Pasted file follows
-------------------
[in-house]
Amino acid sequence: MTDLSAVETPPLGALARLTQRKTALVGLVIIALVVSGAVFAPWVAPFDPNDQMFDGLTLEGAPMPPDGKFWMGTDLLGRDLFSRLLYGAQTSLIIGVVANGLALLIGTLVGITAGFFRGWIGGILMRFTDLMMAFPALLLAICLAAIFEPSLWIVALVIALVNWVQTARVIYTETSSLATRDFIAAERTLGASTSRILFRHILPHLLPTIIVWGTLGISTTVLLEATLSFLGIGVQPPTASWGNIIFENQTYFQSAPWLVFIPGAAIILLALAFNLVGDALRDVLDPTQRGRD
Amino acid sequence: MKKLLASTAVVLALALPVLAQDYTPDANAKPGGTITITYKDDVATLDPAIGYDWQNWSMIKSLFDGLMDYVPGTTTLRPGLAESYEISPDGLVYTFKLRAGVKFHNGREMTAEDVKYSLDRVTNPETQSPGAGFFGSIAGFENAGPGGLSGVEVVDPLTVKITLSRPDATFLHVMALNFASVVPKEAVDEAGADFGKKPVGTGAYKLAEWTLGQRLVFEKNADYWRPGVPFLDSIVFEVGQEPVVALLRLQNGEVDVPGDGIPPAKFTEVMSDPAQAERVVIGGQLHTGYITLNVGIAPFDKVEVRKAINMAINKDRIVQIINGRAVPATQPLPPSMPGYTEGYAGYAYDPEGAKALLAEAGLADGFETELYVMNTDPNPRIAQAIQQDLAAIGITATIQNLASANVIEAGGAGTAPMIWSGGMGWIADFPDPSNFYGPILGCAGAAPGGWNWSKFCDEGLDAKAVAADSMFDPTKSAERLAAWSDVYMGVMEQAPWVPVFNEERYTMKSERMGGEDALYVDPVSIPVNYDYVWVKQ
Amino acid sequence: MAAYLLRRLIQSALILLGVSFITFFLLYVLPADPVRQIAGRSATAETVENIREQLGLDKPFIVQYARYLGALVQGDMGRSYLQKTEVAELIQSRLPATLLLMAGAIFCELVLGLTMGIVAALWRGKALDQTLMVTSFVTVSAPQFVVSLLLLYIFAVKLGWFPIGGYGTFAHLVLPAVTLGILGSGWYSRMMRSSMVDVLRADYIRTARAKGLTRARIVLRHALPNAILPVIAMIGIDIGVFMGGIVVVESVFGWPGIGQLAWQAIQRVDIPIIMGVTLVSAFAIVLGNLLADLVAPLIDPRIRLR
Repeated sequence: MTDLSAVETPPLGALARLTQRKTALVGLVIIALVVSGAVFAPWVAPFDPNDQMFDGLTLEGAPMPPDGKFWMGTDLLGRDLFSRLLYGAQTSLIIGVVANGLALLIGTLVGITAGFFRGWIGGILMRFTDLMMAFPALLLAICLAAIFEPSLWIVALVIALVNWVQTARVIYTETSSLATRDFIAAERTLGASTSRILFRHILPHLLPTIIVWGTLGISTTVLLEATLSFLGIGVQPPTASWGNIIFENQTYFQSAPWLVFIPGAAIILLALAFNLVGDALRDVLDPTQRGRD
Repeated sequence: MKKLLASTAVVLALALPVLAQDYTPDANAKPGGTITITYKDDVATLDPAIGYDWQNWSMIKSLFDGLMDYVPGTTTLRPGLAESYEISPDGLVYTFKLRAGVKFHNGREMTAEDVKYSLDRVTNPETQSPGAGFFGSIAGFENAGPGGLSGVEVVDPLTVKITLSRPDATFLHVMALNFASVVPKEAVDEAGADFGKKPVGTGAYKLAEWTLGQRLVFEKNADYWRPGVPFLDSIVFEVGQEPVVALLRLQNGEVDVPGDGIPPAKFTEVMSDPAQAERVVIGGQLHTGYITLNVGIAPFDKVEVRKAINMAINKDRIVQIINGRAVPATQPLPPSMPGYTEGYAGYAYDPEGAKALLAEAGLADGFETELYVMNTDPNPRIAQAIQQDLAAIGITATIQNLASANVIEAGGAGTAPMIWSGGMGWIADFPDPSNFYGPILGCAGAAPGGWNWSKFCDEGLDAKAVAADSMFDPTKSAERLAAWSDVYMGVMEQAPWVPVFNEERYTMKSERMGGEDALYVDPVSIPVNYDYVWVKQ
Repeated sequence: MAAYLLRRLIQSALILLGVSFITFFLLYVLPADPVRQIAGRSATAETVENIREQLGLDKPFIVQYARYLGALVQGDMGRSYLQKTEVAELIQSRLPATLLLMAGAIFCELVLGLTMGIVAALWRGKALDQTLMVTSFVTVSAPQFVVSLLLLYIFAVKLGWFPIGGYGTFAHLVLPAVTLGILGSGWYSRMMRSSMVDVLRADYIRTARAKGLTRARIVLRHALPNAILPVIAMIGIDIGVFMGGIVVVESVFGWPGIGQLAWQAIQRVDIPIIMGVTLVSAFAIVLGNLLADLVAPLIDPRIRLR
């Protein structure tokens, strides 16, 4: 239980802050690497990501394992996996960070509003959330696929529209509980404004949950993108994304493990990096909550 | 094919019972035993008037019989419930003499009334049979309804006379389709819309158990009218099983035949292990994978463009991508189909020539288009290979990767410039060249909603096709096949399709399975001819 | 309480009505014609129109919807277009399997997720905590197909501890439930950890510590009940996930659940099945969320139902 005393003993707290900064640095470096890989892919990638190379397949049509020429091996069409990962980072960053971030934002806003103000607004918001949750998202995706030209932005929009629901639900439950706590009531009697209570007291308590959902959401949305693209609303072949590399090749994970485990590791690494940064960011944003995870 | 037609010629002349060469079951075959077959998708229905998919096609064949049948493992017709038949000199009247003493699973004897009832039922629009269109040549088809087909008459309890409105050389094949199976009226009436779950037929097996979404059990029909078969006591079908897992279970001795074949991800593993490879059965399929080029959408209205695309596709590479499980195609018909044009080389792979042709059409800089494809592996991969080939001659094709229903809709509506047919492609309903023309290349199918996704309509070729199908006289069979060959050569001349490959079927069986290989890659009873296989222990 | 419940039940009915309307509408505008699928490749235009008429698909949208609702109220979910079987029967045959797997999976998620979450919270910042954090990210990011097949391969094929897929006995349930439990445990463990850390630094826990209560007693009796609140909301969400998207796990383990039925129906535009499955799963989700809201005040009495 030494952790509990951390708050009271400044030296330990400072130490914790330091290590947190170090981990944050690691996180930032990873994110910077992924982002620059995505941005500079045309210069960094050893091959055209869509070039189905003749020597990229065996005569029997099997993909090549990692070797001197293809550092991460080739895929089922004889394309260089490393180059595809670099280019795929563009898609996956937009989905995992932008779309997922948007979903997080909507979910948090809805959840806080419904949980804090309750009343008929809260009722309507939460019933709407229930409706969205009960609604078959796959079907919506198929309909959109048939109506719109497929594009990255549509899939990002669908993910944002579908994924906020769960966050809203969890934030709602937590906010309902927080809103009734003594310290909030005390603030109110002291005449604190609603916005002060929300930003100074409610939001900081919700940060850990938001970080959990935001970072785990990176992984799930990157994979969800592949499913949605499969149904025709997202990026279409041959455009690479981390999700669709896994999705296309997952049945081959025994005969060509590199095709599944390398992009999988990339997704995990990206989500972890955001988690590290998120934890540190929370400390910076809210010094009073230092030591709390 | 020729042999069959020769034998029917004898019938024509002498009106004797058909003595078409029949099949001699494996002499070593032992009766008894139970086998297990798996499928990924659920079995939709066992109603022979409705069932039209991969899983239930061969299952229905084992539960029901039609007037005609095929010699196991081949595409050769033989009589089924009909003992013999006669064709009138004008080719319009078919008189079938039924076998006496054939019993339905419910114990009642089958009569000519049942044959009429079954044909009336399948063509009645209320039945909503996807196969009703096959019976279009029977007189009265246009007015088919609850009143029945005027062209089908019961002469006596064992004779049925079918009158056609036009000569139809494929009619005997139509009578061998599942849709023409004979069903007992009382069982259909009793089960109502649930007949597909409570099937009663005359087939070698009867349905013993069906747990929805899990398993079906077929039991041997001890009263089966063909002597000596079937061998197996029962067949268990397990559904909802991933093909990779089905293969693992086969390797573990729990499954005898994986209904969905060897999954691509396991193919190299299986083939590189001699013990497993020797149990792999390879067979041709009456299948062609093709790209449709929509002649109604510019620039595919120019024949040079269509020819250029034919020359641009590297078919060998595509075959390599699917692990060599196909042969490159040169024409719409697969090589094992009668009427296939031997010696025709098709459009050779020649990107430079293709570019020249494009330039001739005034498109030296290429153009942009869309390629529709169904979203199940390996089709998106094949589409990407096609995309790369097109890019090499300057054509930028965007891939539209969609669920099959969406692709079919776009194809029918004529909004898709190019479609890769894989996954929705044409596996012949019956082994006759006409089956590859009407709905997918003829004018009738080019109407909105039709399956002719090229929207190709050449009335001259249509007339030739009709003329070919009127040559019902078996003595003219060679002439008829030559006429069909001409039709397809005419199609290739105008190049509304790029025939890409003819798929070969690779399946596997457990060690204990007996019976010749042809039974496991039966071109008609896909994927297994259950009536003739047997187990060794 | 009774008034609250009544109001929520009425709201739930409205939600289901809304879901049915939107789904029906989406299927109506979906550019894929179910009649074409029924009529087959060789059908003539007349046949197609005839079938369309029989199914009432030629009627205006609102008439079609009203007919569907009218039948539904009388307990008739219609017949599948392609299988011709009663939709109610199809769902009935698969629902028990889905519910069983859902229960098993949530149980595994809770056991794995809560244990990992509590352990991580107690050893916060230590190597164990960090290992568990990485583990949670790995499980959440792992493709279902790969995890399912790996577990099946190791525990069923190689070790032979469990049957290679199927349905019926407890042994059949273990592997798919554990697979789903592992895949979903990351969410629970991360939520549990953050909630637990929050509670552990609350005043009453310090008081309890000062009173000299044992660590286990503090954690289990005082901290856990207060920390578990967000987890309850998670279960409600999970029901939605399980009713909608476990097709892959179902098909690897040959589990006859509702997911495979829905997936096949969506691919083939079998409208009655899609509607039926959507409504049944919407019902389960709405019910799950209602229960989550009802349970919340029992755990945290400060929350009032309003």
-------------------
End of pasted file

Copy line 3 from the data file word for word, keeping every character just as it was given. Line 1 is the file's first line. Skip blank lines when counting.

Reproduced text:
Amino acid sequence: MKKLLASTAVVLALALPVLAQDYTPDANAKPGGTITITYKDDVATLDPAIGYDWQNWSMIKSLFDGLMDYVPGTTTLRPGLAESYEISPDGLVYTFKLRAGVKFHNGREMTAEDVKYSLDRVTNPETQSPGAGFFGSIAGFENAGPGGLSGVEVVDPLTVKITLSRPDATFLHVMALNFASVVPKEAVDEAGADFGKKPVGTGAYKLAEWTLGQRLVFEKNADYWRPGVPFLDSIVFEVGQEPVVALLRLQNGEVDVPGDGIPPAKFTEVMSDPAQAERVVIGGQLHTGYITLNVGIAPFDKVEVRKAINMAINKDRIVQIINGRAVPATQPLPPSMPGYTEGYAGYAYDPEGAKALLAEAGLADGFETELYVMNTDPNPRIAQAIQQDLAAIGITATIQNLASANVIEAGGAGTAPMIWSGGMGWIADFPDPSNFYGPILGCAGAAPGGWNWSKFCDEGLDAKAVAADSMFDPTKSAERLAAWSDVYMGVMEQAPWVPVFNEERYTMKSERMGGEDALYVDPVSIPVNYDYVWVKQ